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October 2009



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The world crisis and the political situation in Australia

At the centre of the Australian political situation today is the contradiction between the deep crisis in world capitalism on the one hand and the ongoing stability and political quiet in Australia on the other writes Corey Oakley in Socialist Alternative.


As Tom Bramble has outlined in Crisis and contradiction in the world economy, the world economic crisis is deep seated and systemic – easily the most serious economic turning point since the Great Depression.

 The economic consequences have been severe, particularly for workers. But the crisis has also caused deep political convulsions in the world system.

This is what Mick Armstrong wrote on behalf of the National Executive of Socialist Alternative in the pre-conference bulletin last year:

The whole ideological framework – free market economics – which has been dominant for the last 25 years has been severely discredited. This puts the ruling class and its ideological hangers on very much on the backfoot. It will take time for them to regroup and to come up with a new ideological framework to defend their system. This opens up a space for alternative world views. Socialist ideas …  can potentially find a much greater resonance in the coming years.

However … Marxists don’t argue that recessions and cuts to living standards lead automatically to working class resistance. Mass sackings can make workers angry and embittered but they can also lead to demoralisation and a retreat into focusing on simply staying alive. But major crises rupture the pattern of everyday life and open up the potential for political turmoil and major struggles. The pattern will inevitably vary enormously from country to country but economic crises destabilise governments and commonly lead to sharp political polarisations both to the left and to the right.

In general terms, this outline stands. We were right to say that the crisis could cause political convulsions, but it was also important to point out that the way it flowed through could be contradictory, and differ widely from country to country.

It is also important to note that we raised the potential space opening up for socialist ideas in terms of “the coming years” – we never talked about it in terms of what would happen in the first 12 months of the crisis.

We have covered many aspects of the political fallout in the magazine Socialist Alternative over the past year – the general strikes in France, Italy and Greece (there was another among public sector workers in Romania in October); the MPs perks scandal in Britain; the collapse of the social-democratic vote in the European elections in June; factory occupations in Ireland, South Korea and elsewhere; and intensified class struggle in China, South Africa and Latin America, among other things.

In recent months, one of the most significant developments has been the resurgence of the American right, which has been running an intense, vitriolic campaign against Obama, drawing on the long history of anti-communism and racism in the US to denounce him as a socialist enemy of America.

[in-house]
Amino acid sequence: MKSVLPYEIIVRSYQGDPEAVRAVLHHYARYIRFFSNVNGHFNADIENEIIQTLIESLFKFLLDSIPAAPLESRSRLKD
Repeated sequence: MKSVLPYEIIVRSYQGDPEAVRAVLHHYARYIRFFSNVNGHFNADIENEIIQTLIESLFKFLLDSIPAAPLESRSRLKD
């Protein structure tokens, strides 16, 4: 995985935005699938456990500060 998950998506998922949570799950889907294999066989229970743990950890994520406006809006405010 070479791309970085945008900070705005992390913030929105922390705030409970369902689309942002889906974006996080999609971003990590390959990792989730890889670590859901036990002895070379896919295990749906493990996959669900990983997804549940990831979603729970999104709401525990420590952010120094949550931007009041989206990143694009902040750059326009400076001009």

This campaign is not, as it is often portrayed, simply a reflection of the anger of the grass-roots far right.

It is being driven by a section of capital which is pursuing a policy of class warfare, determined to crush any idea that the “big government” can intervene on behalf of workers, and trying to turn around the battering free-market ideology has received in the last 18 months.

In Europe we have just seen a number of elections that reflect the tumultuous political climate.

In recent elections the German SPD suffered its worst defeat in the post-war period, slumping to less than a quarter of the vote. While this put the right in power, it is of great importance that the disillusionment with Social Democracy found a significant outlet on the left. The Die Linke vote rose to 11.9%, which when combined with the Green vote is almost equal to that of the SPD.

In parliamentary elections in Portugal last week, the main social-democratic party lost 10% of its vote. But as in Germany, the left gained. The Left Boc vote went up to 10% and it doubled its number of MPs.

The German result in particular is a step forward from the mid-year Euro elections, where most of the disillusionment with social-democratic parties flowed to the mainstream or far right.

On the other hand, there is no indication that the rise of the far-right in Eastern Europe has been pushed back in recent months.

And we do not want to overstate the positives on the left. Things have gone forward in Germany – but Die Linke is far from being a revolutionary formation – and in most of the rest of Europe the far left has struggled to have an impact.

As well, while there have been working class struggles in Europe, they have not been of such a scale as to start to decisively turn the situation around.

Nonetheless, we can say that on a global scale there is widespread anger and disillusionment among both workers and sections of the middle class, though this has manifested in different ways in different countries, and has, as we predicted, found expression on both the left and the right.

If we combine that with the ongoing ideological turmoil among the bourgeoisie, we can say that, although there have not been any huge outbreaks that have transformed the situation one way or another, the economic crisis has had a significant political impact as it has worked its way through.